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'Dog Rose' Reviews & Comments
Discussion id : 107-061
most recent 19 DEC HIDE POSTS
Initial post 19 DEC by CybeRose
An essay on the geographical distribution of plant. 2nd Ed. 1825
Nathaniel John Winch
Calyx permanent. Fruit egg-shaped, smooth. Leaf lets ovate, doubly serrated, glaucus. Prickles hooked. Calyx deciduous.
R. sarmentacea. Woods, in Linn. Trans, v. xii, p. 213. Swartz. MSS.
Rosa glaucophylla. Geog. of Plants, first ed. p. 45. With. ed. 6, v. in, p. 619.

This is a much slenderer, though less trailing Briar than Rosa canina; its flowers pale pink, growing in pairs or single, and its fruit large. It also further differs in habit, by not having young shoots sprouting beyond the blossoms, so as to give them the appearance of being axillary; and from Rosa sentriosa of Acharius (Stockholm Transactions) in the fruit being ovate, not globular. The leaves of the shrub are glaucus—peculiarly so in the spring of the year; and with reluctance I relinquish the name given to it in the first edition of this pamphlet, for the less appropriate one of my late friend, Dr. Swartz.

Every hedge near Newcastle, both in Northumberland and Durham.
Discussion id : 60-065
most recent 5 DEC 16 SHOW ALL
Initial post 17 DEC 11 by Tomartyr
With the help of birds and suckering, Rosa canina has naturalised in some of the more arid parts of southern New Zealand, and it covers some quite large tracts of marginal land. Up until perhaps thirty years ago, a local manufacturing company sought to buy the ripe hips of this rose from the public, for the purpose of making a syrup rich in vitamin C that was popular for bottle-feeding to babies. As a child in the 1950s I earned pocket money by picking the hips and sending them off to the city for this purpose.
Reply #1 of 8 posted 17 DEC 11 by Tessie
What a fascinating story. Thanks for sharing.

A beautiful rose with healthful benefits. I wonder what that syrup tasted like? I've been trying the hips on some of my roses. My favorite so far is R. spinosissima, but I have a form of dog rose, R. uncinella, and I'm looking forward to sampling the hips next year. Perhaps even experimenting with making rose hip tea.

Reply #2 of 8 posted 17 DEC 11 by Tomartyr
Sorry I can't help with a description of the flavour, Melissa. I'm sure I have tasted it, but my recall doesn't go back as far as bottle-feeding days!
Reply #3 of 8 posted 17 DEC 11 by Jay-Jay
The syrup is still commercially sold in The Netherlands under the name Roosvicee.
Reply #7 of 8 posted 4 DEC 16 by Andrew from Dolton
My mother wrecked my infant teeth with rose hip syrup and black currant syrup which in the late 1960's and early 1970's were recommended for newborns as health foods.
Reply #4 of 8 posted 18 DEC 11 by Patricia Routley
Dear Tomartyr,

I have a feeling that it is not R. canina (Dog Rose) that has naturalised in the south island, but R. eglanteria (sweet Briar) that has gone feral. I don't really know how to tell the difference between the two, apart from the distinctive apple perfume from the leaves of R. eglanteria when the air is moist.
Reply #5 of 8 posted 18 DEC 11 by Tomartyr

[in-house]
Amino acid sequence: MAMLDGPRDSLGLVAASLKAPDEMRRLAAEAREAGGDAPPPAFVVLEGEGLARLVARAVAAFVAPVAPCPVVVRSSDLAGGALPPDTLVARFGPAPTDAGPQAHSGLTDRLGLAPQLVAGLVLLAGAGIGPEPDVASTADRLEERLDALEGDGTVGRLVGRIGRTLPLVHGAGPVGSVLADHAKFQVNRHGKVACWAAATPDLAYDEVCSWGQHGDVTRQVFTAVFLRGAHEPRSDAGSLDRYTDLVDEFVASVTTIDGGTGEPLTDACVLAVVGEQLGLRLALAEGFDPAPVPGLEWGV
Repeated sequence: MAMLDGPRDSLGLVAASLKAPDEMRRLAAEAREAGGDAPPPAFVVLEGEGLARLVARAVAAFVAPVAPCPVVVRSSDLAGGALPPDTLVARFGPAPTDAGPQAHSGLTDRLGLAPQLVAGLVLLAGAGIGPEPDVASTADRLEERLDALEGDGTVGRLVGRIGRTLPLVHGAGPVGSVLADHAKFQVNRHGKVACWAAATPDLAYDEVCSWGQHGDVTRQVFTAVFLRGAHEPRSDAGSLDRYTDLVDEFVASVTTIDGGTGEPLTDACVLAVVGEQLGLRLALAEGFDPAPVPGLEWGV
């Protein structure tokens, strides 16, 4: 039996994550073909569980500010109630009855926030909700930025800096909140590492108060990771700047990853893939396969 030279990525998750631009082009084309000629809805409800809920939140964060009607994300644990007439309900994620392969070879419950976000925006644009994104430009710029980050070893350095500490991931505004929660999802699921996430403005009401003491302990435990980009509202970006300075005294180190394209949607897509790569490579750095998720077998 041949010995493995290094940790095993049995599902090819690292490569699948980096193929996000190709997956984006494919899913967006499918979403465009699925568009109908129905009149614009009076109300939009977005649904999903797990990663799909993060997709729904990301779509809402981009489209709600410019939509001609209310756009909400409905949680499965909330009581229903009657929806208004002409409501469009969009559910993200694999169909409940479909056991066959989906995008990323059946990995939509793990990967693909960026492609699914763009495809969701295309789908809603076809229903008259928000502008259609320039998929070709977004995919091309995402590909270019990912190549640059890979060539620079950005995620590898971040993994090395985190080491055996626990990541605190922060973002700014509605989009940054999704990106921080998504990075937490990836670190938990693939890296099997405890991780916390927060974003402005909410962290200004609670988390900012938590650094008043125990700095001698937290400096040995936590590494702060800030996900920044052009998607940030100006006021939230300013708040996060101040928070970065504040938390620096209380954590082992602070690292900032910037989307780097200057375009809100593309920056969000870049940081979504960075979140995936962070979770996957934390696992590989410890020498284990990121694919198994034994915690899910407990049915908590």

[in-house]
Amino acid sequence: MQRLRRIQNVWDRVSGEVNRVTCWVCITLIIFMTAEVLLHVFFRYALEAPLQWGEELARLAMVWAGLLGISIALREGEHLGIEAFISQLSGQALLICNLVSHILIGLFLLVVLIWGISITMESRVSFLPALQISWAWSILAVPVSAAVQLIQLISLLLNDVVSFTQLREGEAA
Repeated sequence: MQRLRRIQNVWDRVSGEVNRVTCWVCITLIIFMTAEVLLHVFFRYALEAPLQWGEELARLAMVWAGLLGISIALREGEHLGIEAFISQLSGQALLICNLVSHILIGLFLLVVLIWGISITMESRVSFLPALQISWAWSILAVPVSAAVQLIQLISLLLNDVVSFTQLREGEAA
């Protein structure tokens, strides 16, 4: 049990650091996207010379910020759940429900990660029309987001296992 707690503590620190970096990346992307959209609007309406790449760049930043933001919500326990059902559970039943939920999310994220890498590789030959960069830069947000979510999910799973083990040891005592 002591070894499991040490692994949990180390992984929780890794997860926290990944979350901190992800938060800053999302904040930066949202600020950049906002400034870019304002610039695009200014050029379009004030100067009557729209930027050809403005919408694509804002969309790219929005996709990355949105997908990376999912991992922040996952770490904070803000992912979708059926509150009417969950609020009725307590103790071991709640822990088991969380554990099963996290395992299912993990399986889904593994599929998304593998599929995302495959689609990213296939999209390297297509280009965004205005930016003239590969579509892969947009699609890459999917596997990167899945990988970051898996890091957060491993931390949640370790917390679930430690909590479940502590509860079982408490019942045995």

Having had a quick tour of the internet via Google, I think you may well be right, Patricia. There does seem to be a great deal of confusion between the two, though. When googling for images of R. canina, I found a photo of the thorns, which were quite different from the thorns on R. eglanteria (or R. rubiginosa 'Eglantera' as it seems may be be more correct). Also, I note on HMF that an alternative name for R. eglantera is 'Te Mihanere', which is unmistakably a Maori language name, suggesting the species has been endemic in New Zealand for a long time. Also, I have often heard our NZ plant referred to as 'sweet briar'. On the other hand, I've never noticed an apple fragrance, even though I grew up with these plants around. On balance, I think it is most likely R. eglanteria.
Reply #6 of 8 posted 18 DEC 11 by HMF Admin
Yes, how interesting. We second the thanks for sharing with the HMF community
Reply #8 of 8 posted 5 DEC 16 by Margaret Furness
Say Te Mihanere with extra letters... The missionary. They brought it with them. Epidemic, not endemic...
Discussion id : 96-028
most recent 24 NOV 16 HIDE POSTS
Initial post 23 NOV 16 by Byrnes, Robert L.
Would the following link from the University of Vermont be acceptable to change the hardiness zone from 6 to 3? Thank you.
Reply #1 of 2 posted 23 NOV 16 by Patricia Routley
I really don't know. I think there are different forms of canina. However, I have added the reference and changed the zone from 6b to 3b and hope that is OK.
Reply #2 of 2 posted 24 NOV 16 by Byrnes, Robert L.
Thank you Patricia. I think the reference is regarding R. canina directly. Is there more than one form of R. canina?
Discussion id : 91-329
most recent 6 MAR 16 HIDE POSTS
Initial post 6 MAR 16 by true-blue
R. canina (itburni, kelik; Javānšir, p. 155), dog rose; an erect (1-4 m high) or repent shrub with pink or white flowers, each 35-45 mm in diameter, solitary or corymbose, widely distributed in Persia; habitat: Azerbaijan, Gilān, Māzandarān, Gorgān, Semnān, Khorasan, Kurdistan, Lorestān, Kohgiluya and Boir Aḥmad, Hamadān, Isfahan, Tehran, Fārs (Ḵātamsāz, pp. 63, 65); also reported from Ṭāleš (Lankarān), Iraqi Kurdistan, Afghanistan, Turkmenistan (Zieliński, pp. 22-24).
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